When I looked for support to quit gaming I came across Cam, and I thought to myself, “this is it!” and it was one pathway to begin my 90 day detox.

The Benefits of Quitting Games

The benefits I have experienced from quitting gaming were that of paying more attention to my general health. I began working toward goals to LIVE the life I want, and not PRETEND to live the life I would like.

I personally believe life isn’t about letting your heart, or feelings to take control. I’ve seen people argue “it’s my passion!” or “I love gaming why would I want to quit?” the former tends to lean more towards being addicted.

If you like something you can earn the same amount of happiness in moderation. When you need to increase beyond that moderation, you have a problem. I have a problem, and I’m taking care of it in a way where it benefits me, not the other way around.

If you’re addicted to video games, what should you do? QUIT. It’s most likely pushing you in the direction you would not wish to be in.

“For the first time in my life I feel as if I have purpose, and I am not alone in the world.”

gabriel barletta

I hit 90 days of no video games. This marked a period of 3 months into my self development that kicked off around November 2016.

It’s been one bumpy ride, but it’s also been the most significant portion of my life as a person. Why quit gaming for 90 days, though? Why turn my life in a completely new direction?

As a kid I grew up in a dysfunctional family. My mum was the one who worked. I didn’t spend much time with her, but she was a good person. Instead I was treated to hanging around with my dad who was a complete loser. I don’t think he is a bad person, but he wasn’t able to be a father. This had a severe impact on me psychologically.

I would take to the world of fantasy and imagination; a place where I could feel emotion in a safe controlled manner; where I could be happy, or do anything without anyone interfering. At school I was always a bit of a pussy. I had no problem making friends, but soon things changed.

Secondary School

I was filtered out into the nerdy group, of course. This is when my video game addiction started to bud. I started getting into all sorts of games. I would spend the majority of my free time just sitting around playing them. I have always been a dreamer. I had hobbies, but I was too weak to take responsibility, so I let them fade away.

blur

This is also about the time that my brother died. I coped with it by convincing myself that I didn’t care. I had mastered hiding my emotions from others and suppressing any affection. My dad sorted that out for me.

My early teens are just a blur. I started getting into heavier music around that time to help me feel stronger. I also got heavily into porn which also fucked me up. All I was really excited about was going from game to game. I thought about girls, sure, but I was too afraid to talk to them. I had a fear of the world, and I would retreat to my shell at any given moment.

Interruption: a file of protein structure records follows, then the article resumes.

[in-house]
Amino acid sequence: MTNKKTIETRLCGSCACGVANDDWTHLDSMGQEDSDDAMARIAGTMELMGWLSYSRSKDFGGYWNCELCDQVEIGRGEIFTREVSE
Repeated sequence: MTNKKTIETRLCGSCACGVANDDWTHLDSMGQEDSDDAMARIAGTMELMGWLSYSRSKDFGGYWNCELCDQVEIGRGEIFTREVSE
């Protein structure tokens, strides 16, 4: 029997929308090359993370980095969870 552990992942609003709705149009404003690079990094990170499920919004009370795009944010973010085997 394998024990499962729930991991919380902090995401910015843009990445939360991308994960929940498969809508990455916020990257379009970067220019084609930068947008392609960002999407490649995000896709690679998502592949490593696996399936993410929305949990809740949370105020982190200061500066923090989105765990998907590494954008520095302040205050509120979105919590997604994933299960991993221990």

At 16 years of age it all kicked off with me watching this video on YouTube about how porn is bad for you on some conservative channel. I immediately started looking into it, and decided to quit. This led me down a rabbit hole, and soon video games was the next target.

I remember sitting at my computer desk, and staring at the wall completely dumbstruck. Was I really destroying myself all these years? I then found Game Quitters, and the journey began.

I started picking up the pieces of the bombshell. I erased my entire Steam library, dumped all my pc gamer mags, and removed anything to do with games from my PC. I also deleted all my porn.

The first couple of months were the hardest. I had never been so depressed in my life. But I kept at it no matter what. I started climbing, doing art more, reading, learning German, and writing down notes for a book.

Getting My Shit Together

Things got better though. I had grown so much as a person. My view of life had completely changed. I was beginning to understand things that I never bothered to look at earlier on.

One day I looked in the mirror and thought: “you’re becoming a man now.” I started getting into fitness a lot more. I meditated a lot too. I also started getting into other types of music. At the age of 17, after casting off a lot of my childhood ignorance, I had learned a lot.

What I’ve Learned So Far:

Always stay grounded. Life is full of ups and downs. You must never be caught up by emotions in victory, or defeat, and maintain the path of reason. The universe is chaotic in nature.

The purpose of life is to feel a sense of purpose. If you were to try and rationalize a purpose to life you would become engulfed by nihilism. Humans are emotional beings, and our emotional needs must be met as these reinforce our will to live.

Pick something and do it. Ever started a new hobby and just given up because you weren’t enjoying it anymore? I had that all the time, but then I found out I just had to pick something and do the thing.

Do the thing. This is my motto now. Forcing yourself to do something consistently is important – even if you don’t feel like it. It’s important to commit to something on a daily basis, or you will sink into bad habits.

The body, mind and soul are all real things and they are all linked. At first I thought this was some retarded spiritual hippy meme, but it’s actually real. The soul is the body of emotion and it’s what separates us from machines. Your soul can lead you all sorts of dumb places though; and so can your mind. So the two have to really work together, and you have to listen to your innermost desire, but fend off petty desires.